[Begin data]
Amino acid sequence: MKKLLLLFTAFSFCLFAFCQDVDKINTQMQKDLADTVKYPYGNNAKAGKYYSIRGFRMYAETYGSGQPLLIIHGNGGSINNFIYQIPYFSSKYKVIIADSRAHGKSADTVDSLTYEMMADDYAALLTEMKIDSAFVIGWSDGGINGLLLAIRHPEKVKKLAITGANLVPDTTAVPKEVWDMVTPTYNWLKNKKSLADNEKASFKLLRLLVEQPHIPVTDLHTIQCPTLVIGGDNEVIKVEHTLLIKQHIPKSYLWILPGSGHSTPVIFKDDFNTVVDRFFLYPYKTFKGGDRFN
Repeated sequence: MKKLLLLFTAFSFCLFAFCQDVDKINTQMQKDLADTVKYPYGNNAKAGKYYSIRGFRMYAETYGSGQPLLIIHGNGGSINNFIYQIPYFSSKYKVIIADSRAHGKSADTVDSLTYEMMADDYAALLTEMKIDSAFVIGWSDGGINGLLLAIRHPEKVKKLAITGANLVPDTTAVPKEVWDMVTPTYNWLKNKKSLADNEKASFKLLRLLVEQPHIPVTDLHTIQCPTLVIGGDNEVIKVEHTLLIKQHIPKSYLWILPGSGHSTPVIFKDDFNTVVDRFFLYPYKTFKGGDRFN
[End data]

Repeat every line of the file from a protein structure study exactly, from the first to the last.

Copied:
Amino acid sequence: MKKLLLLFTAFSFCLFAFCQDVDKINTQMQKDLADTVKYPYGNNAKAGKYYSIRGFRMYAETYGSGQPLLIIHGNGGSINNFIYQIPYFSSKYKVIIADSRAHGKSADTVDSLTYEMMADDYAALLTEMKIDSAFVIGWSDGGINGLLLAIRHPEKVKKLAITGANLVPDTTAVPKEVWDMVTPTYNWLKNKKSLADNEKASFKLLRLLVEQPHIPVTDLHTIQCPTLVIGGDNEVIKVEHTLLIKQHIPKSYLWILPGSGHSTPVIFKDDFNTVVDRFFLYPYKTFKGGDRFN
Repeated sequence: MKKLLLLFTAFSFCLFAFCQDVDKINTQMQKDLADTVKYPYGNNAKAGKYYSIRGFRMYAETYGSGQPLLIIHGNGGSINNFIYQIPYFSSKYKVIIADSRAHGKSADTVDSLTYEMMADDYAALLTEMKIDSAFVIGWSDGGINGLLLAIRHPEKVKKLAITGANLVPDTTAVPKEVWDMVTPTYNWLKNKKSLADNEKASFKLLRLLVEQPHIPVTDLHTIQCPTLVIGGDNEVIKVEHTLLIKQHIPKSYLWILPGSGHSTPVIFKDDFNTVVDRFFLYPYKTFKGGDRFN